In this paper, I discuss my research methods and preliminary results, approaching this question for the case of Bronze Age Aegean seals. In a comprehensive study of the corpus of over two thousand seal impressions housed at the CMS archive at the University of Heidelberg, I assess both quantitatively and qualitatively the relative frequency of particular features that signal the relative significance of iconic (visual, iconographic) function, versus indexical (intuitive, tactile) process of imprinting. I present an original system of seal impression classification designed to identify symptoms of the intent imbued in the imprint at the moment of sealing. Did the seal user care more about legibility of image, or clarity of index? Issues such as deliberate overlap, obliteration by fingerprint, and evidence of other kinds of imprinting-related decision-making will be evaluated, as signifiers of the moment of contact between materials and intention.
Storage as disentanglement at Roman Pompeii
Astrid van Oyen (Cornell University)
‘Entanglement’ has become a new favourite in archaeology’s conceptual toolbox, denoting, with Hodder (2012), how objects come with associations and practical demands that draw humans into dependencies with them. But how can we live, think, and move in a world of ever-increasing, ever-denser entanglement? This paper draws attention to the as yet little considered flipside of entanglement: the dis-entanglement by which spaces, things, and people can be disinvested from the relations defining them. Disentanglement not only makes the world a liveable, inhabitable place in which sprawling relations are temporarily suspended or cut altogether, but also shapes the materialities (people and things) mediated through specific relations. Exploring storage practices as such a mechanism of disentanglement in Roman Pompeii sheds light both on the conceptual leverage of disentanglement and its constitutive relation with materiality, and on the historically specific geography of knowledge and social roles at play in Pompeian houses.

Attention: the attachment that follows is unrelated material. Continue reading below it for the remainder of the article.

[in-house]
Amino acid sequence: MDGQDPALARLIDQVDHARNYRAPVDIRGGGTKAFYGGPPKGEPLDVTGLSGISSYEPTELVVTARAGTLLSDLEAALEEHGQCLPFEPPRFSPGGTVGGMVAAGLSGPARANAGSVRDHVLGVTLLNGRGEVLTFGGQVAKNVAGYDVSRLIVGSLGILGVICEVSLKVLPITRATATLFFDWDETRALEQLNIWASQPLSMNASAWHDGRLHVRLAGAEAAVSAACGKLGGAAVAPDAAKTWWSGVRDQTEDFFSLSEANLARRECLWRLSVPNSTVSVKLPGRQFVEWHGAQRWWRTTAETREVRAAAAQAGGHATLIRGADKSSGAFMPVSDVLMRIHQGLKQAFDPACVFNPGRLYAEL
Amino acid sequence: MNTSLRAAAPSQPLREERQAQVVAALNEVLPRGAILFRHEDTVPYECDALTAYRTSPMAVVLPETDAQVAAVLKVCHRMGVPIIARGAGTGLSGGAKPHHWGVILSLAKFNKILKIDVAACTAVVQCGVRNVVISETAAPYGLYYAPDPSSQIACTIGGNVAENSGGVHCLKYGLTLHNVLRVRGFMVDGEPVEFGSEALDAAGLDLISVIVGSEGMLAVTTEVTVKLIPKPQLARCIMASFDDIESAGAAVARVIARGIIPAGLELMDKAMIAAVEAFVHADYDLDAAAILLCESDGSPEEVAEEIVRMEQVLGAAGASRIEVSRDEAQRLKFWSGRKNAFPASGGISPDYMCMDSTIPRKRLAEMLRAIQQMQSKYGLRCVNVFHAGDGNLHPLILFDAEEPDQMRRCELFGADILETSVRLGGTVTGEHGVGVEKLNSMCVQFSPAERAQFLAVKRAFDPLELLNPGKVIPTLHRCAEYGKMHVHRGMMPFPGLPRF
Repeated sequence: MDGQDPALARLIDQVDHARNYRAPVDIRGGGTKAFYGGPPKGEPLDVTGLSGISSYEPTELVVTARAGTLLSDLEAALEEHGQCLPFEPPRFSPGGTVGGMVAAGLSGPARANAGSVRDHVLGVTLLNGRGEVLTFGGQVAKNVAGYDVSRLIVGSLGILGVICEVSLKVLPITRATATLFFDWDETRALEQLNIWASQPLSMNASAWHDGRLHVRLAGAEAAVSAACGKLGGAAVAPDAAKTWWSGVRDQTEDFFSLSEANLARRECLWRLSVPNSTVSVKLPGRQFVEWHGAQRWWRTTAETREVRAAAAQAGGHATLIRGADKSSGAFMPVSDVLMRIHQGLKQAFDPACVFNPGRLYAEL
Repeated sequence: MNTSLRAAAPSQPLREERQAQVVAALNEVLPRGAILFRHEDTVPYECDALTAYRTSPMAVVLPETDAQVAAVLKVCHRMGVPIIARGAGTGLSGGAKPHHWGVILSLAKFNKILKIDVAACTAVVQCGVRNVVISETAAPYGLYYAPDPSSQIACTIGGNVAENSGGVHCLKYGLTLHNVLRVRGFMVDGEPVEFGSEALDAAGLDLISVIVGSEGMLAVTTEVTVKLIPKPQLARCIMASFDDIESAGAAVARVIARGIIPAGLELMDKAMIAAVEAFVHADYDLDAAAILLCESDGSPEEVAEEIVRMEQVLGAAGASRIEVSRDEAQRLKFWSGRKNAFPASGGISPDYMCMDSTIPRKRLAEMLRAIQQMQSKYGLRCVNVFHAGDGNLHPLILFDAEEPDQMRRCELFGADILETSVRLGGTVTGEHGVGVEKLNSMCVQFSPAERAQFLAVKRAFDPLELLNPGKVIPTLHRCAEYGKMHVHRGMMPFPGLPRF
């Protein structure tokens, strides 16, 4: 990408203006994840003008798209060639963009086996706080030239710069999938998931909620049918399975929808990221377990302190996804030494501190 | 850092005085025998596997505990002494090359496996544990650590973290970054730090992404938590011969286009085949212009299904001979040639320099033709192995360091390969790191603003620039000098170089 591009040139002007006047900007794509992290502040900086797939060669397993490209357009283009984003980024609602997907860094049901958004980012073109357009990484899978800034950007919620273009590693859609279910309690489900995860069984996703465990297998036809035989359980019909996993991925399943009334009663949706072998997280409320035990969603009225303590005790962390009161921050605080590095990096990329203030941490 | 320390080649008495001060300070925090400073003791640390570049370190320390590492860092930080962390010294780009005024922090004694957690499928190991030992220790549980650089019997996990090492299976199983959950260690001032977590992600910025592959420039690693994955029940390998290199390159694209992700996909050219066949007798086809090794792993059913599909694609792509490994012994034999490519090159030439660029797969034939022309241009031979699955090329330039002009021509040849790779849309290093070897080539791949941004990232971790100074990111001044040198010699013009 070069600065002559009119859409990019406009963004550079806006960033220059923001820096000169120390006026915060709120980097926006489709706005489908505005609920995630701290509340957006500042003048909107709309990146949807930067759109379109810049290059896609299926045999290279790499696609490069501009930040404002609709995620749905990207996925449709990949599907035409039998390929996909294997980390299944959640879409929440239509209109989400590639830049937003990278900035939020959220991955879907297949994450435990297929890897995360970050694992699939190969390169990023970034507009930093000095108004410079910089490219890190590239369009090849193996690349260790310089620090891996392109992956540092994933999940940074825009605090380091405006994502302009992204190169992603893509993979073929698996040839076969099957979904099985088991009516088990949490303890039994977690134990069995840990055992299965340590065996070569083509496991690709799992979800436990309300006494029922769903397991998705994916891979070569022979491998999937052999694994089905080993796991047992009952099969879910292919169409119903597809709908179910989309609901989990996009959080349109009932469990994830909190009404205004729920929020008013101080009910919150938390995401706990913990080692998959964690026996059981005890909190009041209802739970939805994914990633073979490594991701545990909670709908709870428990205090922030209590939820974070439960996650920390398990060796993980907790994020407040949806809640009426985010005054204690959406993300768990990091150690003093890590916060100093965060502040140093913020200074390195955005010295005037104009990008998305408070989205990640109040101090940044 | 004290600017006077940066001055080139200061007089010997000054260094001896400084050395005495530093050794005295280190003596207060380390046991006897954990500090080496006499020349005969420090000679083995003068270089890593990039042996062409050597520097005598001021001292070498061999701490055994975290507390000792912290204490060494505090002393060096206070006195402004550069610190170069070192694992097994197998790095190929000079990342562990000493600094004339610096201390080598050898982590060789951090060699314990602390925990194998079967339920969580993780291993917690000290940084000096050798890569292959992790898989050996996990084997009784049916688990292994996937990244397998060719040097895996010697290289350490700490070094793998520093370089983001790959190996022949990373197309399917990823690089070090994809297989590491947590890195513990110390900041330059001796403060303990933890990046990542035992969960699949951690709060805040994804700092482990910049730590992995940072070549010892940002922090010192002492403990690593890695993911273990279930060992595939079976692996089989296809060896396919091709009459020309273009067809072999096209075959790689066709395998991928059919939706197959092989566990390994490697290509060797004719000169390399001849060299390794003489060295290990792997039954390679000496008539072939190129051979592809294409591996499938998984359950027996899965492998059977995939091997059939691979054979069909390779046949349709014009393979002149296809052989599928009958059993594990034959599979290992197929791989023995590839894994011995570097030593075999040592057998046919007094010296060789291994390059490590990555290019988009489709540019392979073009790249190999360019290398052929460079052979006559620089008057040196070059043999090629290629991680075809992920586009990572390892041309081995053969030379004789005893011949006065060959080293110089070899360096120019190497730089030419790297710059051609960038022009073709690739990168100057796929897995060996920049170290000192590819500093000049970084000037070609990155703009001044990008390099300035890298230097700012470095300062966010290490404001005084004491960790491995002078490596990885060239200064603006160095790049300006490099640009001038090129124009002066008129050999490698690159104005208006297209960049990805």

The Pipe and the Bell: different objects, different mediations
Artur Ribeiro (University of Kiel)
Developments in the new materialisms, namely in our understanding of how different objects interrelate, through the notion of ‘mediation’ for example (Appadurai 2015), have helped extend our understanding of the dynamic ways in which social life manifests. However, the new materialisms have also gone in the opposite direction by reducing social life to a generic set of dynamic associations (entanglements, assemblages, enmeshments, etc.) without parsing in detail how these relations, in themselves, can be vastly different.
Conventionally, objects associated to everyday practices are conceived as part of some sort of network or context in which said objects play a role. For instance, Merleau-Ponty, in his Phenomenology of Perception, lists a series of objects which bear the imprint of human action: roads, plantations, villages, streets, churches, implements, a bell, a spoon, a pipe (2012:405). Of the listed objects there are two which I would like to dwell upon: the pipe and the bell.
While it is possible to conceive oneself smoking a pipe (or being smoked by it (Latour 2010:54ff.)) thus evoking the interconnection of the pipe and the smoker, the bell, however, requires an extra element: a social relation between who rings the bell and who responds to it. Unlike the dyadic relation between the smoker and the pipe, the bell requires a triadic relation comprising at least two living beings.
The intention of this paper is to take a closer look at how different relations are formed and how some relations can be wildly different from others. This, in turn, might provide clues on how the new materialisms can obtain the political and ethical edge which is currently sorely lacking (Appadurai 2015: 222).
Environmental mediation in southwestern Polynesian archaeology: the effects of inscribed trees and rock faces for Moriroi of Rēkohu
Ian Barber (Department of Anthropology, University of Otago)
The Indigenous Polynesian Moriori people of Rēkohu (Chatham Island, southwestern Polynesia) are recognised for archaeological ‘dendroglyphs’ inscribed on living trees in managed stands. This customary use of living trees as an artistic medium is novel in Polynesia. Moriori also inscribed boulders and rock faces, occasionally extensively, in accordance with a Polynesian-wide practice (‘rock art’). Inscribed trees in discrete associations on Rēkohu are often characterised by images of people but also include animal forms, especially birds. Moriori rock inscriptions are dominated by a narrow range of bird-like forms. In these expressions and practices, Moriori connected images of selected animals with particular environmental media (botanical and mineral) and settings. Drawing on the evidence of Moriori as an inscribing culture, I explore the concept of mediation in material and landscape modification in ancient and contemporary Polynesia. I am especially interested in ideas of engagement and effect. I ask: how and why were these environmental images experienced in their specific mineral and botanical media and settings at the time(s) of inscription, and subsequently, including today?